The First Paragraph

Welcome to another Wednesday! And thank you for inviting me into your life. I’m glad to be here, and I value your friendship. Snow is in the forecast for Central Pennsylvania. I guess it’s that time of year. There’s nothing we can do about it, so let’s get on with some quality time.

Our topic for today, The First Paragraph, applies to all writing but especially to fiction writing. We all know, if you don’t grab ‘em in the first few sentences, you probably won’t get your reader back. It’s imperative we have a good opening line. So how do we accomplish that? Let me share four thoughts.

1. Begin with action. I’m not saying it has to be a knock-down, drag-out fight, but give your audience a sense they are in the middle of something. Stay away from backstory and setting. Weave that in as the story grows.

2. Introduce your main character early. Generally, he/she should be the first character introduced. Allow your opener to focus on him/her and set the tone for the rest of the story. I’m a stickler for names. Be sure to name your characters appropriately.

3. Don’t describe; layer in. Whether it’s setting or backstory or present action, don’t simply describe it, but reveal it a little at a time. Your reader will thank you as they subconsciously take in the details.

4. Show, Don’t Tell. We have certainly been through this before, but as in number three, don’t just give statements or facts. Allow your audience to see what is happening, not just hear about it.

Well, it’s time to prepare for the coming storm, so I gotta go. Enjoy your week. I’ll see you in seven!

WFK

Revisiting The Voice

It’s been five years since I published The Voice. Here’s the opening scene.

All was silent once again. Peter McClanahan struggled to stand. The fiery pain engulfed his body, but he knew his only hope was to make it back to town. He stood. The dark woods swirled around him. The only sound now was that of an owl in a nearby tree – “Who? Who?” As if to emphasize its point, the owl repeated the question – “Who? Who?” Peter had no answer for who or why or anything else. Dizziness swept over his body, but he fought his way to the old farmer’s field at the edge of the woods.

He tried to hurry as best he could through the standing corn, but the continual contact of the stalks brought a searing, hot pain to his many wounds. Each step brought a pounding to his head. Each breath brought him closer to exhaustion – and death. If he could get through the field, he would be able to reach the town and hopefully get the help he so desperately needed.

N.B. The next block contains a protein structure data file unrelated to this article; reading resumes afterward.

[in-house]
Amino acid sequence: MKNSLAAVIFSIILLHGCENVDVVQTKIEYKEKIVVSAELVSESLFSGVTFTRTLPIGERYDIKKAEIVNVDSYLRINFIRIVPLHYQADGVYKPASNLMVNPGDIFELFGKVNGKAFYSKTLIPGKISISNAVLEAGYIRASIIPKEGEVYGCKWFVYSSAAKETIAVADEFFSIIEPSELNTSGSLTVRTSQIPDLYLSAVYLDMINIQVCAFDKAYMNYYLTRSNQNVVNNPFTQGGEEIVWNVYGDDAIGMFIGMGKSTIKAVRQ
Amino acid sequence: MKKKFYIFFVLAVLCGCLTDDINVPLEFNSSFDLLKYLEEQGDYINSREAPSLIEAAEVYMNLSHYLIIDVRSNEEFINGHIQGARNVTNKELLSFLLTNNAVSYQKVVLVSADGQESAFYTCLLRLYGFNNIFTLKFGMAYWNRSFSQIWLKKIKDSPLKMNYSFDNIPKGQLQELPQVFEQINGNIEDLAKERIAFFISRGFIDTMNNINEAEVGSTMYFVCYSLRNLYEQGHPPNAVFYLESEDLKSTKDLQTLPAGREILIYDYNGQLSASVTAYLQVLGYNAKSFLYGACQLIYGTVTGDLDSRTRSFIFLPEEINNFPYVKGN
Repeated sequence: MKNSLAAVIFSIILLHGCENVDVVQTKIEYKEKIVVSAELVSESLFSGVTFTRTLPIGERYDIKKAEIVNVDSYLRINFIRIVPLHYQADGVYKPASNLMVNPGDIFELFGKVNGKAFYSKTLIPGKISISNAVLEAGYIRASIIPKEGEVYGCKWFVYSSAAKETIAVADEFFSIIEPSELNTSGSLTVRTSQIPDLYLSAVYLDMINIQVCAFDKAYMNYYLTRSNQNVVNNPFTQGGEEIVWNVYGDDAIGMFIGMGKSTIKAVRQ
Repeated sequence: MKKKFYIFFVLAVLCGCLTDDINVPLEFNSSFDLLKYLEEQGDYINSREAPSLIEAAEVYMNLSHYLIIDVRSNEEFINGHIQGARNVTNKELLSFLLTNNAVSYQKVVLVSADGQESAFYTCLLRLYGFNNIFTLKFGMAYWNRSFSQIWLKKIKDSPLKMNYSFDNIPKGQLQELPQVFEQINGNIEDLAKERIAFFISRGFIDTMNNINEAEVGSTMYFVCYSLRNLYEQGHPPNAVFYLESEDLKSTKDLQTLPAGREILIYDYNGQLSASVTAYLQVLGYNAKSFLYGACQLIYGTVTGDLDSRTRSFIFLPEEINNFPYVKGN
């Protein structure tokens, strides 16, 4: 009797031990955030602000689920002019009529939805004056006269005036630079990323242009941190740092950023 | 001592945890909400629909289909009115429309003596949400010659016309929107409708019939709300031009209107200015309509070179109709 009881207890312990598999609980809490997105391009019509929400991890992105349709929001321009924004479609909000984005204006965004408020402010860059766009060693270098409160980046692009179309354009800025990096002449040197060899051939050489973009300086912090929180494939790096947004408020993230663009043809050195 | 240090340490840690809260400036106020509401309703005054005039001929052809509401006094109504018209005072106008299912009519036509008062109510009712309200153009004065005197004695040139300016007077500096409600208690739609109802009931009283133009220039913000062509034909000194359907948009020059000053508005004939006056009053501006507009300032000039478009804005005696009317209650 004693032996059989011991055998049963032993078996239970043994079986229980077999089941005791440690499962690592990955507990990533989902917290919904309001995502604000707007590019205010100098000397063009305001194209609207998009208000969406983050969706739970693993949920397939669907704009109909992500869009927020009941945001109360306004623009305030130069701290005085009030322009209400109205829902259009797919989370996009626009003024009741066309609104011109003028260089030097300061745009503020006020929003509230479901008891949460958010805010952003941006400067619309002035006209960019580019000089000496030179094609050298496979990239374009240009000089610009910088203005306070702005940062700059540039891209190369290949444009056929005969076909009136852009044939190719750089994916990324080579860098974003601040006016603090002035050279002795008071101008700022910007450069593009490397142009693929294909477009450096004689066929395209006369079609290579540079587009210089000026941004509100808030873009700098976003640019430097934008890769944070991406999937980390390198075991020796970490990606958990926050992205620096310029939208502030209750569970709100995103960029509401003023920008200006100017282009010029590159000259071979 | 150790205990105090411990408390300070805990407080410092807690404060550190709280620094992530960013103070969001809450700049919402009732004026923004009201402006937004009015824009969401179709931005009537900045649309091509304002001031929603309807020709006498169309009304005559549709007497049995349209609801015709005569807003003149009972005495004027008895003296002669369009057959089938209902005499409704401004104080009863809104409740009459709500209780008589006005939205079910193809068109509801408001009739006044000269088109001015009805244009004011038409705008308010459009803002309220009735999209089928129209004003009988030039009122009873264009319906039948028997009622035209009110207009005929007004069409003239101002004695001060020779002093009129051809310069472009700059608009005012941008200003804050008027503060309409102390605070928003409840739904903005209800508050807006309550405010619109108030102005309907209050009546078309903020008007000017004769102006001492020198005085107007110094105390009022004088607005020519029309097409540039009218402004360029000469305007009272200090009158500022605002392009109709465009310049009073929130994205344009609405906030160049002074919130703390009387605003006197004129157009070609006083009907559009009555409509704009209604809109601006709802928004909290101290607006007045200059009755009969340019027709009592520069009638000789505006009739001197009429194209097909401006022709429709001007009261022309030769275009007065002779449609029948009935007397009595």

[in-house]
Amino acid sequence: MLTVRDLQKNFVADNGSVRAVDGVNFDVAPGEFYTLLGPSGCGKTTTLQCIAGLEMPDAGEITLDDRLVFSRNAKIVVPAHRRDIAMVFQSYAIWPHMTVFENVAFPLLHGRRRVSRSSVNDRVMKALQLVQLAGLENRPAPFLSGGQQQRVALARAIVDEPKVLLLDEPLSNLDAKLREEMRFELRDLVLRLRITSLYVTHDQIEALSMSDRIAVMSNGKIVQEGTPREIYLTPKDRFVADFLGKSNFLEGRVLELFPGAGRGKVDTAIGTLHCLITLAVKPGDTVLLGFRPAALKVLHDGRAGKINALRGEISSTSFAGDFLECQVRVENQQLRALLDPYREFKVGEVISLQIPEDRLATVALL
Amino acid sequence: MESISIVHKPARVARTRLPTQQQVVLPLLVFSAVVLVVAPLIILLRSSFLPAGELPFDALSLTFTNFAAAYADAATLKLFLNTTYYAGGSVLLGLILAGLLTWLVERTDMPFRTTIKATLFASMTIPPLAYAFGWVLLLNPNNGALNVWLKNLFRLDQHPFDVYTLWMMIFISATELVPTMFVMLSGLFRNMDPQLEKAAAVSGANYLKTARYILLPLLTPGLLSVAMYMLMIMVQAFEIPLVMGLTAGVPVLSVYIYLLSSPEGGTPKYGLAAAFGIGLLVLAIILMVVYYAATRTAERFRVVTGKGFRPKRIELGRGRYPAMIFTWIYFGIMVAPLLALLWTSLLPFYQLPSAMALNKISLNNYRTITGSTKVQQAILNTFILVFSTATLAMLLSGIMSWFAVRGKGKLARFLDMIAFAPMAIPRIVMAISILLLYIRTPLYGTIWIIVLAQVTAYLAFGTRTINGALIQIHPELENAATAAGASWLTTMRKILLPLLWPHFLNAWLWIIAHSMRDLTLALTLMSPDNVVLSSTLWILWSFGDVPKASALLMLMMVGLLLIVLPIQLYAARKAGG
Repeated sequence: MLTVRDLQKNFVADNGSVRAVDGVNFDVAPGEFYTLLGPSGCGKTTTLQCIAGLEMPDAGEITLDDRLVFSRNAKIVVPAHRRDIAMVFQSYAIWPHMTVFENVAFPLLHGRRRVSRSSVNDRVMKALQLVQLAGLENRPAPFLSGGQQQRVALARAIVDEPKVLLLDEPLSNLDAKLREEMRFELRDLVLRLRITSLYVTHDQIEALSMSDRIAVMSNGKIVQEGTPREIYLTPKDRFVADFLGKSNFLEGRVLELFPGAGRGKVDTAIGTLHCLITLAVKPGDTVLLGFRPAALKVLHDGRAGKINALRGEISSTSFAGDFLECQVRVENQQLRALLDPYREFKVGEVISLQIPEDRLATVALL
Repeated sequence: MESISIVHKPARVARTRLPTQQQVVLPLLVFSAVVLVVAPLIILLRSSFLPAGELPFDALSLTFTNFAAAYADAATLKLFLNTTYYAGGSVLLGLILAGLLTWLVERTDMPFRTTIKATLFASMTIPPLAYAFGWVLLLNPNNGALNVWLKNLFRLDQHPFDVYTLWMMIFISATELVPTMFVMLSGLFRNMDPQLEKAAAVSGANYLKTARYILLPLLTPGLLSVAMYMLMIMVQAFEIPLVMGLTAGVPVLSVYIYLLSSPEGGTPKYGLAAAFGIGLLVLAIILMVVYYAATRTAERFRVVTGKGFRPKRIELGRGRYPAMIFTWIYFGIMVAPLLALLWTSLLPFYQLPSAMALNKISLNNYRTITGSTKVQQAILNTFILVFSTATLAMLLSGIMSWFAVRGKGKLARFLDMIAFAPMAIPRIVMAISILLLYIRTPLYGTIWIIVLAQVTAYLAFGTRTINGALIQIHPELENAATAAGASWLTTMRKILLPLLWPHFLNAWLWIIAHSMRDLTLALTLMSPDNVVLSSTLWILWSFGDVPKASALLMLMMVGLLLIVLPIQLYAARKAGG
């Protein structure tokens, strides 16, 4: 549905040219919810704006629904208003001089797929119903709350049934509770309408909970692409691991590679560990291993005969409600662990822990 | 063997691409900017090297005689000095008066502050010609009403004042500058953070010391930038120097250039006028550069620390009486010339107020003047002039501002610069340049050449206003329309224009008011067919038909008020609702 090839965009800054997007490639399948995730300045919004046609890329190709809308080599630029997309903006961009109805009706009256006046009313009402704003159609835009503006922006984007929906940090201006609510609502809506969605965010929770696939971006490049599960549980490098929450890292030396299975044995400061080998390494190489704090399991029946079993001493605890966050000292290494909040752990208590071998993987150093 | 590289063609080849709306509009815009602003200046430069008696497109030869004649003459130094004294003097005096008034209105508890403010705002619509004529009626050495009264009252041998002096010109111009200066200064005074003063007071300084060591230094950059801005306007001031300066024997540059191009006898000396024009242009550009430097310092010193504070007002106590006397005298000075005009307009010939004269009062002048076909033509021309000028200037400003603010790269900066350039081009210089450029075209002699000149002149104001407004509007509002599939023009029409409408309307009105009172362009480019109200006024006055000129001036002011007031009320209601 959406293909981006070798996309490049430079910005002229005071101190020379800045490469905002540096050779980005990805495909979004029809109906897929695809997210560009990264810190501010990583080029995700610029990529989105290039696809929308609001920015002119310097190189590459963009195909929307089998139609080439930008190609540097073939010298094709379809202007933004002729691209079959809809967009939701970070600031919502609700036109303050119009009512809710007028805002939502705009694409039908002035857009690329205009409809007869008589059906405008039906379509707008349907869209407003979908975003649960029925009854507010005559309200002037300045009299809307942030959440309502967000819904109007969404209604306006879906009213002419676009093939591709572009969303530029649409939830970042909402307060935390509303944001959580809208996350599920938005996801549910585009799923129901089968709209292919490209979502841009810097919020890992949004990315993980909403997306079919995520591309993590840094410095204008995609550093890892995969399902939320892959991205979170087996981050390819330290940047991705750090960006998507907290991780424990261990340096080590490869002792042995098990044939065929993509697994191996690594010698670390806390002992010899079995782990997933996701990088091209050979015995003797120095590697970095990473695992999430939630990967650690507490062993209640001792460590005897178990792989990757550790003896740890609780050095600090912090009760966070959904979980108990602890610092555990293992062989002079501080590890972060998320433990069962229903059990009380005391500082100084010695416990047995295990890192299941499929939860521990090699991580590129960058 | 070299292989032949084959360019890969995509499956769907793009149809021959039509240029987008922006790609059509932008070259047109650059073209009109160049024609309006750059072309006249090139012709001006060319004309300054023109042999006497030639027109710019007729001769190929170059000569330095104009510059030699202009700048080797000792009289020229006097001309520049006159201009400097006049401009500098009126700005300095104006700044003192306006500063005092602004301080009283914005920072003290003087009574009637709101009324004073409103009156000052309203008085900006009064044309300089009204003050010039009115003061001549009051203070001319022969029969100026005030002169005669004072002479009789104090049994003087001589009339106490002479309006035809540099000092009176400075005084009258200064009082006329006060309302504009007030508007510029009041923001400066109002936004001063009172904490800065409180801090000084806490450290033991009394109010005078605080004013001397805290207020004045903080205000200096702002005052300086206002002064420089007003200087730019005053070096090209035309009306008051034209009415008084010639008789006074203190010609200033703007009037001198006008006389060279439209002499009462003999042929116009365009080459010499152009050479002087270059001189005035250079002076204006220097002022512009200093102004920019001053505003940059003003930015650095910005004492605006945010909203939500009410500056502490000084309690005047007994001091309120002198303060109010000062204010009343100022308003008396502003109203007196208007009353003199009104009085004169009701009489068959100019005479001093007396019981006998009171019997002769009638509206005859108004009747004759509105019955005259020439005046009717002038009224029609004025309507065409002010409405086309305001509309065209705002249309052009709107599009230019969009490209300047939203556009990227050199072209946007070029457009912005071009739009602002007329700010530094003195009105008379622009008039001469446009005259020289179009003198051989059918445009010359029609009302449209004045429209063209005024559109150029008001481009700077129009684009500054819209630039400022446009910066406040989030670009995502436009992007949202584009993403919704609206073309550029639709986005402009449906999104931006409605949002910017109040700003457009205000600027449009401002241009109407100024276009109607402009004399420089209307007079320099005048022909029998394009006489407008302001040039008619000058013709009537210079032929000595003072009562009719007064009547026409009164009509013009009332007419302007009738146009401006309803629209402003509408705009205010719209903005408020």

Blood was pouring from more than one open wound. Just how much damage was done, he didn’t know. He had never felt so weak. Nothing seemed real. Reality left him in the woods. But by now the town was in sight. He could see the glow of lights over the horizon as he pushed on.

Peter stood at the corner of Green-Briar and Meredith Roads. The pouring rain began to collect in puddles around his feet as he leaned against the street lamp for support. How he got there, he didn’t know. The last five hours of his life were non-existent. Now at 1:00 a.m., the bewildered boy stood on the verge of collapse.

One car passed – then another. Both looked and drove on. Finally, a white Chevy Cruz slowed and pulled over to the curb. The woman on the passenger side rolled down her window to ask Peter if he needed help. Then she screamed.

“Call 911! Call 911!” She yelled to the driver. Blood flowing from Peter’s multiple wounds tinged the puddles a diluted red as the rain continued to fall. His faded, pale face told the story. Confusion. Pain. Trauma. – Coming death.

I run my stories through ProWritingAid.com for editing. Just for fun, I ran the opening scene through PWA again. Flag after flag popped up. I plugged in their corrections and said, “No. No. That’s not how I want it.”

Online editors have their place and can be helpful, but they don’t live where we live – the place where the writer and reader meet. Most technical errors I make are on purpose. It’s part of my voice, my style, whatever you want to call it.

My voice is my voice. Your voice is your voice, and it’s individual and unique. I’m not about to let any online editor silence my voice.

Today’s lesson – write from the heart. That’s where you, the writer, will meet your reader.

To see more about The Voice, go to the resource page, and I’ll see you next week. Have a great one!

WFK